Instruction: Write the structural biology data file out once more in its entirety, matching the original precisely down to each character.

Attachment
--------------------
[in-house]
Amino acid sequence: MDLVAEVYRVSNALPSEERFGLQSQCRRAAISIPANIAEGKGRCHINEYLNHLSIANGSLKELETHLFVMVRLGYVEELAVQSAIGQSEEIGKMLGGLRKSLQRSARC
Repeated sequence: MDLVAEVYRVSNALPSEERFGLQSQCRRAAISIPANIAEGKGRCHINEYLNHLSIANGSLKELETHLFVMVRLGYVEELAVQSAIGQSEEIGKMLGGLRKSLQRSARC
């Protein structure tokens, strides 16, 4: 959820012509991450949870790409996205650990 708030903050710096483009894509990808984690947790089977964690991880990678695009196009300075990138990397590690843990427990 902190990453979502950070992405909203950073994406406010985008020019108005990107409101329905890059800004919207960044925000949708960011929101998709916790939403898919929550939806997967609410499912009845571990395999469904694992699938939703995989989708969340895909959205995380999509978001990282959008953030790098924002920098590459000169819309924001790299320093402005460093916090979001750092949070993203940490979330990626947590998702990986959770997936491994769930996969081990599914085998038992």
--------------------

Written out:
[in-house]
Amino acid sequence: MDLVAEVYRVSNALPSEERFGLQSQCRRAAISIPANIAEGKGRCHINEYLNHLSIANGSLKELETHLFVMVRLGYVEELAVQSAIGQSEEIGKMLGGLRKSLQRSARC
Repeated sequence: MDLVAEVYRVSNALPSEERFGLQSQCRRAAISIPANIAEGKGRCHINEYLNHLSIANGSLKELETHLFVMVRLGYVEELAVQSAIGQSEEIGKMLGGLRKSLQRSARC
């Protein structure tokens, strides 16, 4: 959820012509991450949870790409996205650990 708030903050710096483009894509990808984690947790089977964690991880990678695009196009300075990138990397590690843990427990 902190990453979502950070992405909203950073994406406010985008020019108005990107409101329905890059800004919207960044925000949708960011929101998709916790939403898919929550939806997967609410499912009845571990395999469904694992699938939703995989989708969340895909959205995380999509978001990282959008953030790098924002920098590459000169819309924001790299320093402005460093916090979001750092949070993203940490979330990626947590998702990986959770997936491994769930996969081990599914085998038992």